O Método de Prova de Vinhos

The Wine Tasting Method

Paulo Castro

In the vast and seductive universe of wines, the art of tasting is a fascinating journey that allows us to enjoy and understand each bottle of wine. For wine aficionados and newcomers alike, mastering the wine tasting method is essential to truly appreciate the complexity and beauty of this centuries-old drink. This guide will take you through the fundamental steps of wine tasting, transforming each tasting into a rich and educational experience.

1st Step: Look

The first step in tasting a wine is to observe it. Before you even smell it, your eyes can reveal a lot about its character and quality.

Hue and Intensity

Start by identifying the predominant color of the wine, using a color chart as a reference. The shade can indicate the age and type of wine: reds tend to lose color with age, while whites gain intensity.

Tears or Legs

As you swirl the wine in the glass, notice the "tears" that form on the walls. This phenomenon, known as the Gibbs-Marangoni Effect, reveals the presence of alcohol. More tears suggest a higher alcohol content.

2nd Step: Smell

Complex aromas hide in each wine, waiting to be discovered. By smelling the wine, we get closer to the essence of its identity.


Gently bring the glass closer to your nose and breathe. Wines with high aromaticity will be immediately recognizable. Adjust the cup distance to isolate specific aromas.


Try to identify three fruit aromas, judging whether they are fresh, ripe or dried. This is an excellent way to start deciphering the aromatic profile of the wine.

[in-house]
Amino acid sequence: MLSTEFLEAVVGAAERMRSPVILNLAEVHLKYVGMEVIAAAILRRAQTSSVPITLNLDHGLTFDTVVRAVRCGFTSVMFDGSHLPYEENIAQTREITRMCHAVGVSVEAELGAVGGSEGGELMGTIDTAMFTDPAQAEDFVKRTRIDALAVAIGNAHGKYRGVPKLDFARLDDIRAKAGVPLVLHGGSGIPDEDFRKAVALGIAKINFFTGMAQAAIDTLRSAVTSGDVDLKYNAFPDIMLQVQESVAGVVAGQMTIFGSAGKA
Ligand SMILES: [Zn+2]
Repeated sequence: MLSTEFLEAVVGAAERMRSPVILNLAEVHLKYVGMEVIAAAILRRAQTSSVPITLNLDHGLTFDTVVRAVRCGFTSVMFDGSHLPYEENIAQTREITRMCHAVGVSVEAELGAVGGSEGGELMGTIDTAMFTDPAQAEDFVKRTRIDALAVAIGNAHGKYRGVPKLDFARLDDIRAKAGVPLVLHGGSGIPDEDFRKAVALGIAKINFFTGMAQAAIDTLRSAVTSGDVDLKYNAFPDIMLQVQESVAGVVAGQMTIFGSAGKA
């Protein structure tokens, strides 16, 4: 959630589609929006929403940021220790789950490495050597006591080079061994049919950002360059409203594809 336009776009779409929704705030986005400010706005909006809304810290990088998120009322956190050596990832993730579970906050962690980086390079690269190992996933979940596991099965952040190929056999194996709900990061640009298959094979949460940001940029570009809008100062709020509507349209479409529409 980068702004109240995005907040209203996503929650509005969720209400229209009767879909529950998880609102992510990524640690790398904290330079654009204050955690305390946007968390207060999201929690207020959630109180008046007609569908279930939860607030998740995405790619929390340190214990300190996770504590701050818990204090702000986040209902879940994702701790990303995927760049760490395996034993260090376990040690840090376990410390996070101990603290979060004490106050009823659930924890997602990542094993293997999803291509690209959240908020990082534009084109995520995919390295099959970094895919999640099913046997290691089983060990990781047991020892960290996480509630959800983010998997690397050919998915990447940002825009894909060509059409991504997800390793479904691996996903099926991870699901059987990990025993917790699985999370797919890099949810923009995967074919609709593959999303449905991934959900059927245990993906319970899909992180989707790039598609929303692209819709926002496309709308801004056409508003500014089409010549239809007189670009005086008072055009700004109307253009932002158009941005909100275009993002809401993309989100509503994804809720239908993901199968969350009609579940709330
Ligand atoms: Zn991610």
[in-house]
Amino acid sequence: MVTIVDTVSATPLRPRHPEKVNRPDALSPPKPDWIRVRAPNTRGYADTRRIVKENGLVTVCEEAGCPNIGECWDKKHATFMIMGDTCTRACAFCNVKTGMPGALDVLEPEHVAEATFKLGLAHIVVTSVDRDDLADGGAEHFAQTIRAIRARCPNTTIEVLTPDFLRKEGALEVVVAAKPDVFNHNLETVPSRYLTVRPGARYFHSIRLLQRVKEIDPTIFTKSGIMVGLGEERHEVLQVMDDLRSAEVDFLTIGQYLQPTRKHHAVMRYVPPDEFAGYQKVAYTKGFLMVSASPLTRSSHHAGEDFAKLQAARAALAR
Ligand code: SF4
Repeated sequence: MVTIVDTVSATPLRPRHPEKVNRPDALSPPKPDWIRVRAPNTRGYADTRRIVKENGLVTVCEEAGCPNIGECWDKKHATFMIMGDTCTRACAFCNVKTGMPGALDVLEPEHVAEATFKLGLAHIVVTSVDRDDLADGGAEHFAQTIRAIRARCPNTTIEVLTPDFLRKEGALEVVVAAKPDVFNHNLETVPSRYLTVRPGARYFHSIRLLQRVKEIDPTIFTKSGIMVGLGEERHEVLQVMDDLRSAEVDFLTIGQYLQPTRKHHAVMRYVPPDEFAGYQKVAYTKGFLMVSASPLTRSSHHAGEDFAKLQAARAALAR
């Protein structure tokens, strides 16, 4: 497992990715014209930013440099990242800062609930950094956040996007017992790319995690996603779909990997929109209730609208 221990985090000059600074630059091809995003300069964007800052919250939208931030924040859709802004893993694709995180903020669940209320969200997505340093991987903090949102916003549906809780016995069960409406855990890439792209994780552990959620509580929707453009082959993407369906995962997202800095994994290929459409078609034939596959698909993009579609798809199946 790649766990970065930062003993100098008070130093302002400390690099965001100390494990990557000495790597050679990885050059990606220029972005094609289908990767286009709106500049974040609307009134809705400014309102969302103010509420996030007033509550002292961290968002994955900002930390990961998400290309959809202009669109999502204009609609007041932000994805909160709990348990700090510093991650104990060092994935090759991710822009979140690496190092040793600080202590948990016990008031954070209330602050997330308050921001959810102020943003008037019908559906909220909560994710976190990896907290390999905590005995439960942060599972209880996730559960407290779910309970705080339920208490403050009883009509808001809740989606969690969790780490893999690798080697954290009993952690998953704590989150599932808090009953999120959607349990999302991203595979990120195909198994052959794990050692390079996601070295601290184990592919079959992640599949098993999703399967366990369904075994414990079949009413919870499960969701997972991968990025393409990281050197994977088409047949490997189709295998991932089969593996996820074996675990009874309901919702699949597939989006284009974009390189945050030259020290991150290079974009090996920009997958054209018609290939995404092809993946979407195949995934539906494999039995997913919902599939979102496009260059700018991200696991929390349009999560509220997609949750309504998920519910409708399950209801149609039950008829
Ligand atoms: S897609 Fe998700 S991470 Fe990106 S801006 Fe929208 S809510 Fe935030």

Herbs and Others

In addition to fruits, look for notes of herbs, flowers, minerals, and others. The diversity of aromas contributes to the complexity of the wine, offering clues about its terroir and winemaking.


Aromas of vanilla, coconut, chocolate, among others, indicate maturation in oak barrels, which enrich the wine with different nuances, depending on the origin of the oak.


Organic and inorganic aromas can point to the wine's geographic origin, adding another layer of complexity to its aromatic profile.

3rd Step: Taste

Tasting reveals the structure and body of the wine, with each sip telling part of its story.


Sweetness is determined by residual sugar, influenced by acidity. Wines with higher acidity tend to appear less sweet.


Present mainly in red wines, tannins add structure and texture, ranging from soft to robust.


Acidity provides freshness and is fundamental to the balance of the wine, influencing the perception of body and sweetness.


Alcohol contributes to the body of the wine, providing a warm sensation in the throat.


The combination of sweetness, tannins, acidity and alcohol defines the body of the wine, which can be light, medium or full-bodied.


After tasting, reflect on the quality of the wine, considering its balance, complexity and overall impression. This is the time to use your personal judgment, whether simple or detailed, to evaluate your experience.

Mastering the wine tasting method enriches the tasting experience, allowing you to not only appreciate the different flavor profiles, but also understand the history and origin behind each bottle. With practice and curiosity, each wine tasted becomes a discovery, a story to be told and shared.

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